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Podcasters are always hunting for new, flashy places to promote their shows, ranging from billboards to floats in parades to airplane banners. Some networks, though, have uncovered a less-glamorous, yet highly effective way to gain millions of bankable listeners: loading up mobile games with a particular kind of ad.
Each time a player taps on one of these fleeting in-game ads—and wins some virtual loot for doing so—a podcast episode begins downloading on their device. The podcast company, in turn, can claim the gamer as a new listener to its program and add another coveted download to its overall tally.
The practice allows networks to amass downloads quickly by tapping into a wellspring of hyperactive video-game users. But it also calls into question who a legitimate podcast listener is and what length of time should be required to count as a download.
“Not all impressions are created equal,” said Larry Chiagouris, a marketing professor at Pace University. “I’m not saying [this tactic is] not ethical or illegal, but it raises issues. If someone is trying to play a game and that’s the purpose of this interaction, they may just be eager to play the game and are not that interested in the information being shared.”
Podcasts typically rely on downloads as the primary metric for ad sales. When an individual taps on an in-app play button on their mobile device, an entire episode begins downloading so they can listen to it even in the absence of a good internet connection—say, on an airplane or in the subway. An episode’s ads are inserted at that moment of download, meaning that even if a consumer only listens to 10 minutes of a 30-minute show, the mid-roll ad at the 15-minute mark is often ready to be heard—not to mention, counted by the sales team.
To date, the podcast industry has said next to nothing about its embrace of this video-game strategy. In August, DeepSee, an ad fraud detection company, published a research paper revealing how the practice harnesses gamers’ attention.
“No one really asked questions about this, or what the experience is like for users,” said Rocky Moss, DeepSee’s co-founder and chief executive officer.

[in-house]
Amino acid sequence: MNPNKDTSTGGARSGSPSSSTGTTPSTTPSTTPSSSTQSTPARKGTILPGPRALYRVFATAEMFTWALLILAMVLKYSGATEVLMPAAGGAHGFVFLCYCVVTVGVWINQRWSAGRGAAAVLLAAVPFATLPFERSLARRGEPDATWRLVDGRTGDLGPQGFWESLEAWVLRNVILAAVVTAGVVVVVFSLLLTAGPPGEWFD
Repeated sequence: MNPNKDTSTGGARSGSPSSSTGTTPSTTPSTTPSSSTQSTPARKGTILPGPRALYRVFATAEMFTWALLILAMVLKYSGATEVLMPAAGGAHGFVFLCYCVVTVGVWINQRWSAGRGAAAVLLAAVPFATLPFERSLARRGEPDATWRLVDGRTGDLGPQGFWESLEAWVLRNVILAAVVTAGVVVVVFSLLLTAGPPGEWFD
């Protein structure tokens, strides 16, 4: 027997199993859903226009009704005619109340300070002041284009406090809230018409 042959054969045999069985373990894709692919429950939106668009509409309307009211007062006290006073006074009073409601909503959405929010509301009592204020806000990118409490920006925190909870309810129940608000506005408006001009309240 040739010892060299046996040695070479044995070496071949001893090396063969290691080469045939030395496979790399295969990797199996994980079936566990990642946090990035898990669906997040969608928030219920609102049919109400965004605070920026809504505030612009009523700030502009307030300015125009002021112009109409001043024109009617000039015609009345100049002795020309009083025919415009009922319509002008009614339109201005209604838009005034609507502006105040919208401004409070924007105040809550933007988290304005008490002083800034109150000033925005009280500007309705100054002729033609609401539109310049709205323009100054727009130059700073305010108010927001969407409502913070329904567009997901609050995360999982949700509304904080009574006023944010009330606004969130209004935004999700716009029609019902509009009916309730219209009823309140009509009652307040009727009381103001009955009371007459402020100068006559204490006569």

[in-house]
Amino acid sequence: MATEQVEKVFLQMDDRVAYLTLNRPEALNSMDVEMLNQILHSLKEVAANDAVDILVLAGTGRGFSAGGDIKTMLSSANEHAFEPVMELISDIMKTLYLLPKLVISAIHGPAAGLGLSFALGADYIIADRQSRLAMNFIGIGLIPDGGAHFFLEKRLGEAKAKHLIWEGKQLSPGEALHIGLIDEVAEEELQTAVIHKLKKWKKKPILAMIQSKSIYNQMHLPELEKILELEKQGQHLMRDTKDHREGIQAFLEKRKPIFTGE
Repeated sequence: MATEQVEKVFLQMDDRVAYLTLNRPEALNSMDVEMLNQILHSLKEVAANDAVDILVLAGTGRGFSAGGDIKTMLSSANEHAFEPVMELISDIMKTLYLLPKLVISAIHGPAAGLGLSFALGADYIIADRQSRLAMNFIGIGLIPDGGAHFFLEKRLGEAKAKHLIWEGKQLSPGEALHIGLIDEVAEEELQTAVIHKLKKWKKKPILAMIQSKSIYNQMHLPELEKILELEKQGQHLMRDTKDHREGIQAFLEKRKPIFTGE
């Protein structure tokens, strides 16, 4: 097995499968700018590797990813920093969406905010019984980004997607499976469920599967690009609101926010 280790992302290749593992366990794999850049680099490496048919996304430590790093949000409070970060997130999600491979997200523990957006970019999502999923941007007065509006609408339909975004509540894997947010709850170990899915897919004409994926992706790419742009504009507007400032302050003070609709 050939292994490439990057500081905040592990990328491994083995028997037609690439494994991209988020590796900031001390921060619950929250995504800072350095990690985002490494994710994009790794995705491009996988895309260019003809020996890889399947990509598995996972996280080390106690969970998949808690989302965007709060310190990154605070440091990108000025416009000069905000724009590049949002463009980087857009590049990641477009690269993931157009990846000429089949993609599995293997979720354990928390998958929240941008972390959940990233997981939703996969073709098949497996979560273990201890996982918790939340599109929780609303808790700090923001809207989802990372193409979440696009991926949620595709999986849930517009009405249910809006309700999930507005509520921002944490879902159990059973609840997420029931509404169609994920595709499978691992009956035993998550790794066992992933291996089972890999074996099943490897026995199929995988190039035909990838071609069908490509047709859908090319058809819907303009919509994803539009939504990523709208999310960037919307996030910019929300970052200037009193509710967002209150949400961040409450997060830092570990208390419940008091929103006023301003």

One game referenced in DeepSee’s paper is Subway Surfers, a popular mobile app from the Danish company Sybo, which has been downloaded some 3 billion times since its debut in 2012. Over a period of two weeks in August, Bloomberg found multiple publishers using the game to rack up podcast downloads, including the New York Post, independent podcaster Scott Savlov and IHeartMedia Inc.
Subway Surfers allows gamers to win rewards by consuming ads. Sometimes when they tap through, a podcast player loads and autoplays an episode for seconds.
Representatives for the Post and IHeart declined to comment.
Savlov says he spends “nominal” money on in-game ads and initially used them to drum up interest in his show when it first launched. These days, he says, he looks more to social platform algorithms to promote his celebrity interviews.
“Don’t rely on [in-game ads] exclusively because at some point you’re going to want as much organic and authentic growth as you can get,” he said.
The podcast networks that are actively mining downloads in the mobile game space are doing so through an intermediary company, called Jun Group, which was founded in 2005 and sold to Advantage Solutions Inc., a marketing and sales company, in 2018. Corey Weiner, CEO at Jun Group, said the company specializes in making consumers aware of products, websites and podcasts by placing its ads in over 1,000 mobile apps that collectively reach 100 million unique users.